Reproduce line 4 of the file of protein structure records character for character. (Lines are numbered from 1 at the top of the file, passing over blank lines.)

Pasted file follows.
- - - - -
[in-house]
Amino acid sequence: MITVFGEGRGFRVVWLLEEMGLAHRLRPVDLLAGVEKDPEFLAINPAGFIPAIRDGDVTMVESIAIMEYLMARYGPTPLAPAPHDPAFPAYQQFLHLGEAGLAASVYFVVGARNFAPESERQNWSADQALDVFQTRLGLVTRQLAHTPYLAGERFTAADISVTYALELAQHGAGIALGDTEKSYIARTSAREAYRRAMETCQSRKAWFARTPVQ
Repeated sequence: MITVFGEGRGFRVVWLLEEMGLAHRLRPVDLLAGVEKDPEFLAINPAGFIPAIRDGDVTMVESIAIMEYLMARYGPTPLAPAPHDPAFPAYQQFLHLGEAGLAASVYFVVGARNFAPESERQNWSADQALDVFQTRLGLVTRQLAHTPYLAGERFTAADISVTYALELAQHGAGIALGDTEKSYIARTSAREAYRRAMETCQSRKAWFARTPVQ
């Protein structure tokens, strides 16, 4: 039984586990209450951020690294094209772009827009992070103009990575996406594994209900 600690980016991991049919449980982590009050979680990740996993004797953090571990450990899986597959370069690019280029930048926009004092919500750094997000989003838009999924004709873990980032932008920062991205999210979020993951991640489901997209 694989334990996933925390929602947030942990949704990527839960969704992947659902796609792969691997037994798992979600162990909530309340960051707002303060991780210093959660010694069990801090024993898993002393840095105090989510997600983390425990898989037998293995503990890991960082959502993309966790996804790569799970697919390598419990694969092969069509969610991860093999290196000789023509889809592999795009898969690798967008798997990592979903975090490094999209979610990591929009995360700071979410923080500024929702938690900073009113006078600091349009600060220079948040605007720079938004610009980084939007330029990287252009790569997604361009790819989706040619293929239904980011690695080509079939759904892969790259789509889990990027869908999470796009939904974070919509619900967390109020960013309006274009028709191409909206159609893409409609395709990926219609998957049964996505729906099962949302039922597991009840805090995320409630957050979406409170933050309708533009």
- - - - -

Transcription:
């Protein structure tokens, strides 16, 4: 039984586990209450951020690294094209772009827009992070103009990575996406594994209900 600690980016991991049919449980982590009050979680990740996993004797953090571990450990899986597959370069690019280029930048926009004092919500750094997000989003838009999924004709873990980032932008920062991205999210979020993951991640489901997209 694989334990996933925390929602947030942990949704990527839960969704992947659902796609792969691997037994798992979600162990909530309340960051707002303060991780210093959660010694069990801090024993898993002393840095105090989510997600983390425990898989037998293995503990890991960082959502993309966790996804790569799970697919390598419990694969092969069509969610991860093999290196000789023509889809592999795009898969690798967008798997990592979903975090490094999209979610990591929009995360700071979410923080500024929702938690900073009113006078600091349009600060220079948040605007720079938004610009980084939007330029990287252009790569997604361009790819989706040619293929239904980011690695080509079939759904892969790259789509889990990027869908999470796009939904974070919509619900967390109020960013309006274009028709191409909206159609893409409609395709990926219609998957049964996505729906099962949302039922597991009840805090995320409630957050979406409170933050309708533009």